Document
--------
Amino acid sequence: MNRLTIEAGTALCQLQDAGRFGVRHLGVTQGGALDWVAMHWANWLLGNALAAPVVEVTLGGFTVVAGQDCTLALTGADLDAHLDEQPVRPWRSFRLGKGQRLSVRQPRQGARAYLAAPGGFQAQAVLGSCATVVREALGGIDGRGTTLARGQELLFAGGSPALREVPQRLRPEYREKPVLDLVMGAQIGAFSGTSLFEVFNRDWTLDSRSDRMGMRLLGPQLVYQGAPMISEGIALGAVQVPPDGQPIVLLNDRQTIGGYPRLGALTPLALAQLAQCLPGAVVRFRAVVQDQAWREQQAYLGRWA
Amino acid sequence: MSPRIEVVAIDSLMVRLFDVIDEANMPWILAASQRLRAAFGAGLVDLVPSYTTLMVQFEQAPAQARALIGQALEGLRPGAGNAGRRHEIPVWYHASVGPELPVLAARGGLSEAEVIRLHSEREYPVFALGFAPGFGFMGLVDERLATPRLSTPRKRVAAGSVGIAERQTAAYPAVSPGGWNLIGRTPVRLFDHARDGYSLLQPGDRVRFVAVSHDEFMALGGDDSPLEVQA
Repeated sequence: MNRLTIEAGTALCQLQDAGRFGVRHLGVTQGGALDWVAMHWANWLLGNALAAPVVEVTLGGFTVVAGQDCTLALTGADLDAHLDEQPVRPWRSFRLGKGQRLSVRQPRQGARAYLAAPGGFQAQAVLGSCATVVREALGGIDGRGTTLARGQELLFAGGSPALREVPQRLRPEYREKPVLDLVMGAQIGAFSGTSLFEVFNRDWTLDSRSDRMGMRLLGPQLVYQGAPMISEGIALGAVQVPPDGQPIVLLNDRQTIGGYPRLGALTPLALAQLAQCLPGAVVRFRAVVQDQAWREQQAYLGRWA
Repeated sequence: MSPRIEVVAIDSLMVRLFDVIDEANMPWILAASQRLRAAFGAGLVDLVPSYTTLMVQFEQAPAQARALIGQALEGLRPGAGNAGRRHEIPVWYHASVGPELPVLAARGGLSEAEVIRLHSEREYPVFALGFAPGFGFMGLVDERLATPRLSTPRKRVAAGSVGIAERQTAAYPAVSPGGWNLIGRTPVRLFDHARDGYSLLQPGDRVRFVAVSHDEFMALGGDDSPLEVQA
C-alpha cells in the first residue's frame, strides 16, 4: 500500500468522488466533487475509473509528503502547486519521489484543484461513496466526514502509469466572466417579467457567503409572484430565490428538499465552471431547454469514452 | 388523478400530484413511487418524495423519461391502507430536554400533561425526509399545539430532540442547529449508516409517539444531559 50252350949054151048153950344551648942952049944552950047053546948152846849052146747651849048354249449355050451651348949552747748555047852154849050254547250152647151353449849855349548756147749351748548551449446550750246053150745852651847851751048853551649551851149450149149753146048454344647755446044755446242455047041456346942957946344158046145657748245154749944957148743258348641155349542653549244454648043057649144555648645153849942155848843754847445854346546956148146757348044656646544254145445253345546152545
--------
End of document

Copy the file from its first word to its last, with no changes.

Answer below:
Amino acid sequence: MNRLTIEAGTALCQLQDAGRFGVRHLGVTQGGALDWVAMHWANWLLGNALAAPVVEVTLGGFTVVAGQDCTLALTGADLDAHLDEQPVRPWRSFRLGKGQRLSVRQPRQGARAYLAAPGGFQAQAVLGSCATVVREALGGIDGRGTTLARGQELLFAGGSPALREVPQRLRPEYREKPVLDLVMGAQIGAFSGTSLFEVFNRDWTLDSRSDRMGMRLLGPQLVYQGAPMISEGIALGAVQVPPDGQPIVLLNDRQTIGGYPRLGALTPLALAQLAQCLPGAVVRFRAVVQDQAWREQQAYLGRWA
Amino acid sequence: MSPRIEVVAIDSLMVRLFDVIDEANMPWILAASQRLRAAFGAGLVDLVPSYTTLMVQFEQAPAQARALIGQALEGLRPGAGNAGRRHEIPVWYHASVGPELPVLAARGGLSEAEVIRLHSEREYPVFALGFAPGFGFMGLVDERLATPRLSTPRKRVAAGSVGIAERQTAAYPAVSPGGWNLIGRTPVRLFDHARDGYSLLQPGDRVRFVAVSHDEFMALGGDDSPLEVQA
Repeated sequence: MNRLTIEAGTALCQLQDAGRFGVRHLGVTQGGALDWVAMHWANWLLGNALAAPVVEVTLGGFTVVAGQDCTLALTGADLDAHLDEQPVRPWRSFRLGKGQRLSVRQPRQGARAYLAAPGGFQAQAVLGSCATVVREALGGIDGRGTTLARGQELLFAGGSPALREVPQRLRPEYREKPVLDLVMGAQIGAFSGTSLFEVFNRDWTLDSRSDRMGMRLLGPQLVYQGAPMISEGIALGAVQVPPDGQPIVLLNDRQTIGGYPRLGALTPLALAQLAQCLPGAVVRFRAVVQDQAWREQQAYLGRWA
Repeated sequence: MSPRIEVVAIDSLMVRLFDVIDEANMPWILAASQRLRAAFGAGLVDLVPSYTTLMVQFEQAPAQARALIGQALEGLRPGAGNAGRRHEIPVWYHASVGPELPVLAARGGLSEAEVIRLHSEREYPVFALGFAPGFGFMGLVDERLATPRLSTPRKRVAAGSVGIAERQTAAYPAVSPGGWNLIGRTPVRLFDHARDGYSLLQPGDRVRFVAVSHDEFMALGGDDSPLEVQA
C-alpha cells in the first residue's frame, strides 16, 4: 500500500468522488466533487475509473509528503502547486519521489484543484461513496466526514502509469466572466417579467457567503409572484430565490428538499465552471431547454469514452 | 388523478400530484413511487418524495423519461391502507430536554400533561425526509399545539430532540442547529449508516409517539444531559 50252350949054151048153950344551648942952049944552950047053546948152846849052146747651849048354249449355050451651348949552747748555047852154849050254547250152647151353449849855349548756147749351748548551449446550750246053150745852651847851751048853551649551851149450149149753146048454344647755446044755446242455047041456346942957946344158046145657748245154749944957148743258348641155349542653549244454648043057649144555648645153849942155848843754847445854346546956148146757348044656646544254145445253345546152545